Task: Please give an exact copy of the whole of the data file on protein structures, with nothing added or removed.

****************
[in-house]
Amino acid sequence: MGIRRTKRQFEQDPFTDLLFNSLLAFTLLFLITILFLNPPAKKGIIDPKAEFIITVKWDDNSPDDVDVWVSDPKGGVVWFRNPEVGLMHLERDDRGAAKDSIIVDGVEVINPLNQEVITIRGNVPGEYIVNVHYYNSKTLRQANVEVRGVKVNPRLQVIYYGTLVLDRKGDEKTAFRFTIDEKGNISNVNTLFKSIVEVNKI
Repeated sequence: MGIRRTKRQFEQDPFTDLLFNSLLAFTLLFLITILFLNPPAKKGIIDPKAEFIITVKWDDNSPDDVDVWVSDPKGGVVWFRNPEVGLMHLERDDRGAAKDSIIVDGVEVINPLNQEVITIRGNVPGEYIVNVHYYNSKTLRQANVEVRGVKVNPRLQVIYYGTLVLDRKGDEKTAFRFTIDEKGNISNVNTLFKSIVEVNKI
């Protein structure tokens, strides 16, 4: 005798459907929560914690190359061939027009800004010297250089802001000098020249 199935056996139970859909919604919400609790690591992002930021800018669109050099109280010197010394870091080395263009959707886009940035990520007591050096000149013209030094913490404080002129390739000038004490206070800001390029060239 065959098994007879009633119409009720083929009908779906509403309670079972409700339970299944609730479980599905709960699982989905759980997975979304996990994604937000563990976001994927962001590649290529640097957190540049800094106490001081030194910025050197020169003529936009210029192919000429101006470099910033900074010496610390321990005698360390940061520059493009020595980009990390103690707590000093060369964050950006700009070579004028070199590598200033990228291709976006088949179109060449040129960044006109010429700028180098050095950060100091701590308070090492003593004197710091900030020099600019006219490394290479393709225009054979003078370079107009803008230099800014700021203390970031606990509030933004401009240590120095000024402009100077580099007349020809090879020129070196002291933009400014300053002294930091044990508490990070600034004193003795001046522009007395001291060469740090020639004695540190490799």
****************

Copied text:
[in-house]
Amino acid sequence: MGIRRTKRQFEQDPFTDLLFNSLLAFTLLFLITILFLNPPAKKGIIDPKAEFIITVKWDDNSPDDVDVWVSDPKGGVVWFRNPEVGLMHLERDDRGAAKDSIIVDGVEVINPLNQEVITIRGNVPGEYIVNVHYYNSKTLRQANVEVRGVKVNPRLQVIYYGTLVLDRKGDEKTAFRFTIDEKGNISNVNTLFKSIVEVNKI
Repeated sequence: MGIRRTKRQFEQDPFTDLLFNSLLAFTLLFLITILFLNPPAKKGIIDPKAEFIITVKWDDNSPDDVDVWVSDPKGGVVWFRNPEVGLMHLERDDRGAAKDSIIVDGVEVINPLNQEVITIRGNVPGEYIVNVHYYNSKTLRQANVEVRGVKVNPRLQVIYYGTLVLDRKGDEKTAFRFTIDEKGNISNVNTLFKSIVEVNKI
């Protein structure tokens, strides 16, 4: 005798459907929560914690190359061939027009800004010297250089802001000098020249 199935056996139970859909919604919400609790690591992002930021800018669109050099109280010197010394870091080395263009959707886009940035990520007591050096000149013209030094913490404080002129390739000038004490206070800001390029060239 065959098994007879009633119409009720083929009908779906509403309670079972409700339970299944609730479980599905709960699982989905759980997975979304996990994604937000563990976001994927962001590649290529640097957190540049800094106490001081030194910025050197020169003529936009210029192919000429101006470099910033900074010496610390321990005698360390940061520059493009020595980009990390103690707590000093060369964050950006700009070579004028070199590598200033990228291709976006088949179109060449040129960044006109010429700028180098050095950060100091701590308070090492003593004197710091900030020099600019006219490394290479393709225009054979003078370079107009803008230099800014700021203390970031606990509030933004401009240590120095000024402009100077580099007349020809090879020129070196002291933009400014300053002294930091044990508490990070600034004193003795001046522009007395001291060469740090020639004695540190490799």